Similarly, when I meet people who would be fun to be with, inspiring to be with, or even exciting to be with, I have to ask myself if what I feel is a desire to use that person for my own gratification, or to share with and enrich that person's life because I perceive a need.  If it is simply desire to give me pleasure, I want to stop myself and not act on that desire.  Why? Because it is not an expression of love, and it is certainly not an expression of Love (the love that emanates from the Divine Source).  

Have I sometimes failed in this quest against selfishness?  Sure.  That is why it is called a quest.

So. Let's get back to Coelho's story. Tension builds in the story until the inevitable happens: Coelho finally has a moment alone with Hilal and looks directly into her eyes and has an epiphany of sorts. He sees that they have been entwined in some serious occurrences in a past life. A bad thing happened to her then, Coelho was somehow involved in allowing this bad thing to happen. He needs to obtain her forgiveness for those actions of 500-some years ago!

Coelho's reaction, seeing much deeper than ought to have been the case when simply looking into another person' eyes, rings true to me. I had my own tiny epiphany when saying good bye at a train station in Brussels to a total stranger, an American woman I had spent a little time with in the city prior to our flights. We took the train to the airport together and touched each other for the first time as the train slowed at the end.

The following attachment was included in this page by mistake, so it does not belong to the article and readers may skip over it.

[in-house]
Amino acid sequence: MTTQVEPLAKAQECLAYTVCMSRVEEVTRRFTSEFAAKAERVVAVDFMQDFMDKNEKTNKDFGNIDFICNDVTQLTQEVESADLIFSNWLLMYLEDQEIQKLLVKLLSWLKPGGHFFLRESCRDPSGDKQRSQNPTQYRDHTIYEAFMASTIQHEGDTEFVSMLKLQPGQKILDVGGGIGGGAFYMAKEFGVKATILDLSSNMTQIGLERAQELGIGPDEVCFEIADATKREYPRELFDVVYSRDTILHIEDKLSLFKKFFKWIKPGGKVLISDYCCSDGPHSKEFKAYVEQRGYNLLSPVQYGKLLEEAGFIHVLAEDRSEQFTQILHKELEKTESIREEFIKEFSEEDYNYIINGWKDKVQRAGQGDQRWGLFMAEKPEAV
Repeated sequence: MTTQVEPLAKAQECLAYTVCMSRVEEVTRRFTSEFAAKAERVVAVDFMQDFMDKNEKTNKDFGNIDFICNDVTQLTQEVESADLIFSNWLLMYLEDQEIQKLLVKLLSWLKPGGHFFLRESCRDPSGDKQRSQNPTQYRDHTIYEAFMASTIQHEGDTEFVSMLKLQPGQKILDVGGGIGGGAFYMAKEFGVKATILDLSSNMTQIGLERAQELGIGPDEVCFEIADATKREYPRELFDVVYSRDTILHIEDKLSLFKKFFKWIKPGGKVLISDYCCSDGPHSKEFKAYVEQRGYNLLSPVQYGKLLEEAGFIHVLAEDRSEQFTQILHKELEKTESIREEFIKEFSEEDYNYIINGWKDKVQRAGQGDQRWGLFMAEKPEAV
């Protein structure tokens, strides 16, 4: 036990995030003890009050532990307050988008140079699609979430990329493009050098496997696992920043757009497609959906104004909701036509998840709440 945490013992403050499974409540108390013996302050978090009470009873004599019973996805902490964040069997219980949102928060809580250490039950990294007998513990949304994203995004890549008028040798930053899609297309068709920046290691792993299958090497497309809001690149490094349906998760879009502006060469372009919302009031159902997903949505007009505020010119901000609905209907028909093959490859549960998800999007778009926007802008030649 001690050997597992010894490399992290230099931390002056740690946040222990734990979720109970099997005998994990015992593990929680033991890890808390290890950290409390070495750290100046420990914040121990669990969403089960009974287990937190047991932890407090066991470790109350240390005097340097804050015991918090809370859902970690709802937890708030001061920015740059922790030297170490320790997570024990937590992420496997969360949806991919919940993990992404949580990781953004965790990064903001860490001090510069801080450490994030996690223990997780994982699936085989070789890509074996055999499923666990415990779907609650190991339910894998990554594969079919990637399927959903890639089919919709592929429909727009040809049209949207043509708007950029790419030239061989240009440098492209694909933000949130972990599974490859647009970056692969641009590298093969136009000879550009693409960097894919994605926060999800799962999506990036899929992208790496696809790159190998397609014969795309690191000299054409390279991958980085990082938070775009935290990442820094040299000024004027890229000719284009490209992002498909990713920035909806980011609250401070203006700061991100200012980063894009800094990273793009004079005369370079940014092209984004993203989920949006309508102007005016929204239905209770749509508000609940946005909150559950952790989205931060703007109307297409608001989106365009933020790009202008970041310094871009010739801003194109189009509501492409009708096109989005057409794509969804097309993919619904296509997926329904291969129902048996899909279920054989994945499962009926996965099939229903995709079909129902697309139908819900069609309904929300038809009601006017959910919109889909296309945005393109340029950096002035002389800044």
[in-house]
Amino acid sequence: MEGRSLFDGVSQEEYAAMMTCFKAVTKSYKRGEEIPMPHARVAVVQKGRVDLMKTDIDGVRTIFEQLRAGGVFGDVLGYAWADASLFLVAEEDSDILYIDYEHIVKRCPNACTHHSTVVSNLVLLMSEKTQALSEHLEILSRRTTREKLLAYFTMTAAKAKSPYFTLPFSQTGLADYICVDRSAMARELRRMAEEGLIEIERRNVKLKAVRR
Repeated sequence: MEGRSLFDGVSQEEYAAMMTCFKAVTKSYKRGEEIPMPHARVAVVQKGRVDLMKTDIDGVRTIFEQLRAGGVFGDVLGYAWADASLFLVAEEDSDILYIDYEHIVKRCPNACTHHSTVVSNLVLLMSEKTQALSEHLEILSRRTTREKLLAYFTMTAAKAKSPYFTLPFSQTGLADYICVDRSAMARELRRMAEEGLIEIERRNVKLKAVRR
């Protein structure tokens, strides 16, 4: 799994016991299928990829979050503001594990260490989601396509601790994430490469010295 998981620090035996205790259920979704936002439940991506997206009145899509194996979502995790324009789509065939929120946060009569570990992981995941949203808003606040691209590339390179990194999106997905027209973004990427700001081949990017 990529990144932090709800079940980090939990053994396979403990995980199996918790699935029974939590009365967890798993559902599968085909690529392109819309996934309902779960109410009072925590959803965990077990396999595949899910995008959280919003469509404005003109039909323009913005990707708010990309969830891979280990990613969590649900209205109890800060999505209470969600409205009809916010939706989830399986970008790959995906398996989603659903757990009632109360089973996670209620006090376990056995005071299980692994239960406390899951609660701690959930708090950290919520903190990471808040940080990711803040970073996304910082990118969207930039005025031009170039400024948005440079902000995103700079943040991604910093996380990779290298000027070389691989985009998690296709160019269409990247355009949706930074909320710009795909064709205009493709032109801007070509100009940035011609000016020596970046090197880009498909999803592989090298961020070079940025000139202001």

Touched? It was just a prolonged but very weak farewell handshake. We were not on the same airline, just leaving at nearly the same time. I looked into her eyes for just a moment and something inside of me fell through a hole in reality.  Here is how I recorded that epiphany back in 1985:


Train slowed, time for goodbyes, weakly clasped hands,

trivial words suitable for generic partings between strangers.

Hands hang limp, words fade, separate destinations to the forefront of attention,

eyes meet inattentively .... My God!

Eternity momentarily reveals itself in those dark orbs,

a mystical light shines without disturbing the dusk all around.

O God, Thou hast heard the needs of my soul,

Thou hast revealed thyself to me and I am whole, I am full, I am Love!

Separating, I know this woman may perhaps never know that through her


I have seen God; I now know that in her, in me, in all, God IS!

 

Unlike Coelho, I did not sense a connection with this person from any past lives.